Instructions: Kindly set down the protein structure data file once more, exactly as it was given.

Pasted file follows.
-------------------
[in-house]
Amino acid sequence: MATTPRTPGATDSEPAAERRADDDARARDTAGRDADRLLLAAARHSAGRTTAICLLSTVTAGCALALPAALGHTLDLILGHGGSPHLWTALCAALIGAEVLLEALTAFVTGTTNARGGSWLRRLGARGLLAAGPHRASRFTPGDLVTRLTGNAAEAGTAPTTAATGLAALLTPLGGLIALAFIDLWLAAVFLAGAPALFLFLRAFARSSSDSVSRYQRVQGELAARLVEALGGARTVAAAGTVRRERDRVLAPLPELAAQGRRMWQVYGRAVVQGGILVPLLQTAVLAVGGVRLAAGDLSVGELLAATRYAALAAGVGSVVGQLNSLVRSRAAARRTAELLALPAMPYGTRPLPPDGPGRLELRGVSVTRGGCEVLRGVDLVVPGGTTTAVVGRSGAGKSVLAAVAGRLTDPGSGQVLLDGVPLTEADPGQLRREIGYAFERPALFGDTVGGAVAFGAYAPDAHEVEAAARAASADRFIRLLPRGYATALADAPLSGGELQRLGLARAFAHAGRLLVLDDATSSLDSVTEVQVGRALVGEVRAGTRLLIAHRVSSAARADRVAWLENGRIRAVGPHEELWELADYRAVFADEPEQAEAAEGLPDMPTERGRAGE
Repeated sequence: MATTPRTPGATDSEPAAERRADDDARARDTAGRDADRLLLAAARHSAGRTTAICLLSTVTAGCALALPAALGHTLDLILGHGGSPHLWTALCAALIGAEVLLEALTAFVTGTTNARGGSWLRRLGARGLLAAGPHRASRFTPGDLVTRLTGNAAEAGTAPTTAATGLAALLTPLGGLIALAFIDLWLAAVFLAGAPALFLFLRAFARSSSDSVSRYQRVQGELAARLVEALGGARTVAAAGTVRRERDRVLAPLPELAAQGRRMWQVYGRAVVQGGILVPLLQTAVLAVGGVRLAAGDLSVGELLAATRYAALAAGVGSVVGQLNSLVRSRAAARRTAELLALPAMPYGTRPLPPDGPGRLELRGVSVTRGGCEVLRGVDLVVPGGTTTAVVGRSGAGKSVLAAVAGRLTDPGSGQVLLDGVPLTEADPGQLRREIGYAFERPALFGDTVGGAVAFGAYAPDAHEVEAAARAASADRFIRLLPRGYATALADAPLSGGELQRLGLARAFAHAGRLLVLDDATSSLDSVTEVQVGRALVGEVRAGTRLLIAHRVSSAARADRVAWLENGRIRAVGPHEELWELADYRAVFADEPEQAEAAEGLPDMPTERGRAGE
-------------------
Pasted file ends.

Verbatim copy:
[in-house]
Amino acid sequence: MATTPRTPGATDSEPAAERRADDDARARDTAGRDADRLLLAAARHSAGRTTAICLLSTVTAGCALALPAALGHTLDLILGHGGSPHLWTALCAALIGAEVLLEALTAFVTGTTNARGGSWLRRLGARGLLAAGPHRASRFTPGDLVTRLTGNAAEAGTAPTTAATGLAALLTPLGGLIALAFIDLWLAAVFLAGAPALFLFLRAFARSSSDSVSRYQRVQGELAARLVEALGGARTVAAAGTVRRERDRVLAPLPELAAQGRRMWQVYGRAVVQGGILVPLLQTAVLAVGGVRLAAGDLSVGELLAATRYAALAAGVGSVVGQLNSLVRSRAAARRTAELLALPAMPYGTRPLPPDGPGRLELRGVSVTRGGCEVLRGVDLVVPGGTTTAVVGRSGAGKSVLAAVAGRLTDPGSGQVLLDGVPLTEADPGQLRREIGYAFERPALFGDTVGGAVAFGAYAPDAHEVEAAARAASADRFIRLLPRGYATALADAPLSGGELQRLGLARAFAHAGRLLVLDDATSSLDSVTEVQVGRALVGEVRAGTRLLIAHRVSSAARADRVAWLENGRIRAVGPHEELWELADYRAVFADEPEQAEAAEGLPDMPTERGRAGE
Repeated sequence: MATTPRTPGATDSEPAAERRADDDARARDTAGRDADRLLLAAARHSAGRTTAICLLSTVTAGCALALPAALGHTLDLILGHGGSPHLWTALCAALIGAEVLLEALTAFVTGTTNARGGSWLRRLGARGLLAAGPHRASRFTPGDLVTRLTGNAAEAGTAPTTAATGLAALLTPLGGLIALAFIDLWLAAVFLAGAPALFLFLRAFARSSSDSVSRYQRVQGELAARLVEALGGARTVAAAGTVRRERDRVLAPLPELAAQGRRMWQVYGRAVVQGGILVPLLQTAVLAVGGVRLAAGDLSVGELLAATRYAALAAGVGSVVGQLNSLVRSRAAARRTAELLALPAMPYGTRPLPPDGPGRLELRGVSVTRGGCEVLRGVDLVVPGGTTTAVVGRSGAGKSVLAAVAGRLTDPGSGQVLLDGVPLTEADPGQLRREIGYAFERPALFGDTVGGAVAFGAYAPDAHEVEAAARAASADRFIRLLPRGYATALADAPLSGGELQRLGLARAFAHAGRLLVLDDATSSLDSVTEVQVGRALVGEVRAGTRLLIAHRVSSAARADRVAWLENGRIRAVGPHEELWELADYRAVFADEPEQAEAAEGLPDMPTERGRAGE